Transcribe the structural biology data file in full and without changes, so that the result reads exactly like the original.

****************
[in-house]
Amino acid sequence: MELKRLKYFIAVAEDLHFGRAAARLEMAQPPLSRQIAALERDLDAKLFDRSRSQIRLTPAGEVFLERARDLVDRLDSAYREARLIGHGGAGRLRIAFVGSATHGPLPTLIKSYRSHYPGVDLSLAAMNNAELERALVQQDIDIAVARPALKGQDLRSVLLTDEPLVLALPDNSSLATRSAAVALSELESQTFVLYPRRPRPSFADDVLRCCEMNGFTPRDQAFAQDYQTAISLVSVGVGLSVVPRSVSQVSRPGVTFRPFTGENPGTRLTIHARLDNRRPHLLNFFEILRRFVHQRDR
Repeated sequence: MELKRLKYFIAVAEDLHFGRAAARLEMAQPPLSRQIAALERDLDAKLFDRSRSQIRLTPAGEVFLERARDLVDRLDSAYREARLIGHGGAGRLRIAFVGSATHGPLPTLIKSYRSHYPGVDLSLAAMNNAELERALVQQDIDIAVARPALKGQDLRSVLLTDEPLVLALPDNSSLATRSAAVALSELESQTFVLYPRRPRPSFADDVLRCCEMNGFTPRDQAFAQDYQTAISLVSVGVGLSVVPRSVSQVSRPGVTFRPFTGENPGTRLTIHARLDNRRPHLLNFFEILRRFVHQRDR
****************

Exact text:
[in-house]
Amino acid sequence: MELKRLKYFIAVAEDLHFGRAAARLEMAQPPLSRQIAALERDLDAKLFDRSRSQIRLTPAGEVFLERARDLVDRLDSAYREARLIGHGGAGRLRIAFVGSATHGPLPTLIKSYRSHYPGVDLSLAAMNNAELERALVQQDIDIAVARPALKGQDLRSVLLTDEPLVLALPDNSSLATRSAAVALSELESQTFVLYPRRPRPSFADDVLRCCEMNGFTPRDQAFAQDYQTAISLVSVGVGLSVVPRSVSQVSRPGVTFRPFTGENPGTRLTIHARLDNRRPHLLNFFEILRRFVHQRDR
Repeated sequence: MELKRLKYFIAVAEDLHFGRAAARLEMAQPPLSRQIAALERDLDAKLFDRSRSQIRLTPAGEVFLERARDLVDRLDSAYREARLIGHGGAGRLRIAFVGSATHGPLPTLIKSYRSHYPGVDLSLAAMNNAELERALVQQDIDIAVARPALKGQDLRSVLLTDEPLVLALPDNSSLATRSAAVALSELESQTFVLYPRRPRPSFADDVLRCCEMNGFTPRDQAFAQDYQTAISLVSVGVGLSVVPRSVSQVSRPGVTFRPFTGENPGTRLTIHARLDNRRPHLLNFFEILRRFVHQRDR